Emailing Professors


1. If your professor provided his or her email address to you with the syllabus, then it is safe to assume that sending an email is acceptable.

2. Write from your academic account, if possible.

3. Always use a greeting and spell your professor’s name correctly.

4. Briefly and politely state the reason why you are emailing.

5. If you are e-mailing with a problem, suggest a solution. Be considerate of how your solution might create additional work for the professor.

6. Use standard spelling, grammar, and punctuation. “You” is a 3-letter word, and “I” is capitalized.

7. Sign it with your name. Use first and last name, and if you think there is any chance that your professor may not be able to place you, include your course information below your name.

8. Read it over. Consider not only spelling and mechanics, but also what you have said. Strive for a polite tone, concise language, and clear purpose.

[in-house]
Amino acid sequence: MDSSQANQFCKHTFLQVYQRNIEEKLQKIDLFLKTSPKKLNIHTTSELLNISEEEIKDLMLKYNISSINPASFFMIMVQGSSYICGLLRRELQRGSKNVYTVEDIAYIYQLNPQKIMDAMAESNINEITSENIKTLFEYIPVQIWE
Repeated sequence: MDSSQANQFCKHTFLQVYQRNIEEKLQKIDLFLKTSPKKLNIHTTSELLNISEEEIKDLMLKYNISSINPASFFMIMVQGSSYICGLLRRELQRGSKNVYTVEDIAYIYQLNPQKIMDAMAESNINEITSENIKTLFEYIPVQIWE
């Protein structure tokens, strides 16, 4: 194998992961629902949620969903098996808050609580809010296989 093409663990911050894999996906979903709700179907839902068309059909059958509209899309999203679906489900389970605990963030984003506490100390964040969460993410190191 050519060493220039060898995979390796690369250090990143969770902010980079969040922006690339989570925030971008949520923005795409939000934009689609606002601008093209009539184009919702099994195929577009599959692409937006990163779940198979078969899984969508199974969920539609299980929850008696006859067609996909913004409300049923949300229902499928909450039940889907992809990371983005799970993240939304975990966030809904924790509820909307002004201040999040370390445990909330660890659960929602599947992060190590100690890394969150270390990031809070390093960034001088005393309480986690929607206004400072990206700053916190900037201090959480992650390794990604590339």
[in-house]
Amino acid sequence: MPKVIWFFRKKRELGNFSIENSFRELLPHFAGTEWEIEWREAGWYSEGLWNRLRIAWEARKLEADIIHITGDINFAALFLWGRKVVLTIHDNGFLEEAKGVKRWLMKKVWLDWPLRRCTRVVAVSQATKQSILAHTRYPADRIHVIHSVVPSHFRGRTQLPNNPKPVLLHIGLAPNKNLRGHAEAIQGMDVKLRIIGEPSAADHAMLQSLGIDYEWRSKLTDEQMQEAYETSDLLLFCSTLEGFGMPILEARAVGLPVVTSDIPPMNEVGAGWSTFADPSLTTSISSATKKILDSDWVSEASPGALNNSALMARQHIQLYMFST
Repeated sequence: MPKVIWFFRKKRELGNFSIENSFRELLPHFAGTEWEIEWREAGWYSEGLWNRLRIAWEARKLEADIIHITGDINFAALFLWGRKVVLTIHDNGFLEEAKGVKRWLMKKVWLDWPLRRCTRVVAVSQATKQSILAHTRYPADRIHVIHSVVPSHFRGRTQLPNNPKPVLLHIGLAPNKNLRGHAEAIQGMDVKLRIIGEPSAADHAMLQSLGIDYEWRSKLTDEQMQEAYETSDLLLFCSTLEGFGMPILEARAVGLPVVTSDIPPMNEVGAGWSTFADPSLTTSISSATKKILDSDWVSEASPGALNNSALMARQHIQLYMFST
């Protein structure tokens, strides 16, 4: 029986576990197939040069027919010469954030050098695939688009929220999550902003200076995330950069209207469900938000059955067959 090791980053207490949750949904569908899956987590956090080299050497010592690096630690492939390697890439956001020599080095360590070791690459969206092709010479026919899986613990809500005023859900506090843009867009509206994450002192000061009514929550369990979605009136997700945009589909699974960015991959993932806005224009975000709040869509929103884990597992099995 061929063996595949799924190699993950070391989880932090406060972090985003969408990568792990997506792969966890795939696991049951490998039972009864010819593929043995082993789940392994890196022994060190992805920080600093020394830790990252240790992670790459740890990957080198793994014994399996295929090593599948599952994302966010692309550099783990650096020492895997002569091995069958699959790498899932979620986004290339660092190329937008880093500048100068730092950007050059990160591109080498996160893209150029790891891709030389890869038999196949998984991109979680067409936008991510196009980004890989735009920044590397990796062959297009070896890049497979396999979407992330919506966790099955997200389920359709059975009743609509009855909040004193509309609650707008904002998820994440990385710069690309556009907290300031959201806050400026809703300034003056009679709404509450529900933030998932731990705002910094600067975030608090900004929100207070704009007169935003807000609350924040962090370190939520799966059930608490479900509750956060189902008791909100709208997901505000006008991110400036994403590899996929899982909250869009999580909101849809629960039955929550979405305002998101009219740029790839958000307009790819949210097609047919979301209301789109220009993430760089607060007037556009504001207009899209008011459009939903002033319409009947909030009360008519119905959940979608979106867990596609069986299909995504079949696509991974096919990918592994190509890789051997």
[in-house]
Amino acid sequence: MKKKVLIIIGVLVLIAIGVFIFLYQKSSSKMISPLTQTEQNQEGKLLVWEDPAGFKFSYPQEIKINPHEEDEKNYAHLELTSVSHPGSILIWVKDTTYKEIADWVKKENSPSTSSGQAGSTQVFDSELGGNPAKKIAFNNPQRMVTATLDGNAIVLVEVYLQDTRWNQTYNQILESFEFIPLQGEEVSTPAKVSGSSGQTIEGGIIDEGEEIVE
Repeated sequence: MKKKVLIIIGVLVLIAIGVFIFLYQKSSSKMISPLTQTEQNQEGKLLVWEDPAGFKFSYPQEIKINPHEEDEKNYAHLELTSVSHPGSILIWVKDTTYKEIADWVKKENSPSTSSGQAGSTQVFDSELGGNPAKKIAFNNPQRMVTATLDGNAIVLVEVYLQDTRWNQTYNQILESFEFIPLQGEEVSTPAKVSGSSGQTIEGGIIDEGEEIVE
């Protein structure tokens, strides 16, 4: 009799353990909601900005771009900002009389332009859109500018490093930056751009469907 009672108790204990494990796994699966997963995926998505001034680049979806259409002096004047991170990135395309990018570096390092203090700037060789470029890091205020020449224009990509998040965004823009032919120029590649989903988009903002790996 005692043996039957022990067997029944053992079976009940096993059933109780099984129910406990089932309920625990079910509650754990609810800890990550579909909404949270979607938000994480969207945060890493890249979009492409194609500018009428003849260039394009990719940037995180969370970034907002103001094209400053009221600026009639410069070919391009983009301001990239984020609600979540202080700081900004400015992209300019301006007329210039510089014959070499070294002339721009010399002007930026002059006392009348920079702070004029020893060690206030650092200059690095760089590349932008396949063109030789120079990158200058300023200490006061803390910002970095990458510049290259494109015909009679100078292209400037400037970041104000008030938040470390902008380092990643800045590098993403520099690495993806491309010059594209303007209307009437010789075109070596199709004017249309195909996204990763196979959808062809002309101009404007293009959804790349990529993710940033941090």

9. If the issue is touchy, or the e-mail long, ask someone else to read it too. Ask if your reader would be offended by such an email if it were directed at him or her.

10. Send.

11. Leave enough time for a response. Some professors do not work on campus every day, so you may need to wait a few days. If you are only sending a piece of information (“I have the flu and will not be in class on Tuesday, but Sue will turn in my paper for me.”) the professor may not consider a reply necessary. In this case, you are done.

12. If more than a few days have passed and you have not gotten a response, it is appropriate to politely ask if the professor received your email and had time to consider what you wrote. If the case is not adequately resolved by e-mail, ask for an appointment to meet in person.